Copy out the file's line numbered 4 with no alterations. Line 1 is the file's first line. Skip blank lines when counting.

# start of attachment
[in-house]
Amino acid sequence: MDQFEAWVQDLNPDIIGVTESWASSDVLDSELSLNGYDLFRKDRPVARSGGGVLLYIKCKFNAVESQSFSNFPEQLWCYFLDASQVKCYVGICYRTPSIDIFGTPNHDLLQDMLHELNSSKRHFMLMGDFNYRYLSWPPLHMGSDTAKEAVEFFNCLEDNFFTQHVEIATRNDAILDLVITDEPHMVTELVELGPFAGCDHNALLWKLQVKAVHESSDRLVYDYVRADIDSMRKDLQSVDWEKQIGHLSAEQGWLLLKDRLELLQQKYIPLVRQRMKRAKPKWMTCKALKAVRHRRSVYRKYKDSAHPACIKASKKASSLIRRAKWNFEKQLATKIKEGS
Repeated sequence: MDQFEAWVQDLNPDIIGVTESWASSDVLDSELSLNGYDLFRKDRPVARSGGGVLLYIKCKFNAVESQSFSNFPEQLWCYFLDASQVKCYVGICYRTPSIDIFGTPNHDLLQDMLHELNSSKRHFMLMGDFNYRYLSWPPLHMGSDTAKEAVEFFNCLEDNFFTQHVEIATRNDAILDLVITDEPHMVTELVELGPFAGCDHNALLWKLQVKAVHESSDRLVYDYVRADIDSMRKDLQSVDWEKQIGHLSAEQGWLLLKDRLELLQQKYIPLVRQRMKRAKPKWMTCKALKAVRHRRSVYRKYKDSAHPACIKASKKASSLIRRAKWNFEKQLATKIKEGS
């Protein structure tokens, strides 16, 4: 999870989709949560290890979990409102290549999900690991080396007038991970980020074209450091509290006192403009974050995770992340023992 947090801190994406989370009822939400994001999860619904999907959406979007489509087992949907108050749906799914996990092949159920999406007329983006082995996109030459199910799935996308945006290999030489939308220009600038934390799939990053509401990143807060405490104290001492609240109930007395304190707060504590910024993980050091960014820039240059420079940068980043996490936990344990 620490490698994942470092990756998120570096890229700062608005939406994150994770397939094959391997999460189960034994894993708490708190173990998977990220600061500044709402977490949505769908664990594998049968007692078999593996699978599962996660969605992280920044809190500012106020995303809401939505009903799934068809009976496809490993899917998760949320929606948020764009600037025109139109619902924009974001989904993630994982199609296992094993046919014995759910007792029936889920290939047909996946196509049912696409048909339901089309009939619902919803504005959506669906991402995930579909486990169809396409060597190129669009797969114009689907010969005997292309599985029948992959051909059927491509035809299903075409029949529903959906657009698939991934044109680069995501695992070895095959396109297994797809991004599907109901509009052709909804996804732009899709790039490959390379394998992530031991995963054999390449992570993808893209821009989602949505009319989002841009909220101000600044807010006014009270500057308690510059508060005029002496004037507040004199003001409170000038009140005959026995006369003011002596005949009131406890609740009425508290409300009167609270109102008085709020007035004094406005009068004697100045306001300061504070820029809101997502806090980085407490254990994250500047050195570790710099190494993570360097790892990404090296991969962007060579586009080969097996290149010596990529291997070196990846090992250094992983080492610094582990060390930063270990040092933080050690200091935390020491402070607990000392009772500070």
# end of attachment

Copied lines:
């Protein structure tokens, strides 16, 4: 999870989709949560290890979990409102290549999900690991080396007038991970980020074209450091509290006192403009974050995770992340023992 947090801190994406989370009822939400994001999860619904999907959406979007489509087992949907108050749906799914996990092949159920999406007329983006082995996109030459199910799935996308945006290999030489939308220009600038934390799939990053509401990143807060405490104290001492609240109930007395304190707060504590910024993980050091960014820039240059420079940068980043996490936990344990 620490490698994942470092990756998120570096890229700062608005939406994150994770397939094959391997999460189960034994894993708490708190173990998977990220600061500044709402977490949505769908664990594998049968007692078999593996699978599962996660969605992280920044809190500012106020995303809401939505009903799934068809009976496809490993899917998760949320929606948020764009600037025109139109619902924009974001989904993630994982199609296992094993046919014995759910007792029936889920290939047909996946196509049912696409048909339901089309009939619902919803504005959506669906991402995930579909486990169809396409060597190129669009797969114009689907010969005997292309599985029948992959051909059927491509035809299903075409029949529903959906657009698939991934044109680069995501695992070895095959396109297994797809991004599907109901509009052709909804996804732009899709790039490959390379394998992530031991995963054999390449992570993808893209821009989602949505009319989002841009909220101000600044807010006014009270500057308690510059508060005029002496004037507040004199003001409170000038009140005959026995006369003011002596005949009131406890609740009425508290409300009167609270109102008085709020007035004094406005009068004697100045306001300061504070820029809101997502806090980085407490254990994250500047050195570790710099190494993570360097790892990404090296991969962007060579586009080969097996290149010596990529291997070196990846090992250094992983080492610094582990060390930063270990040092933080050690200091935390020491402070607990000392009772500070």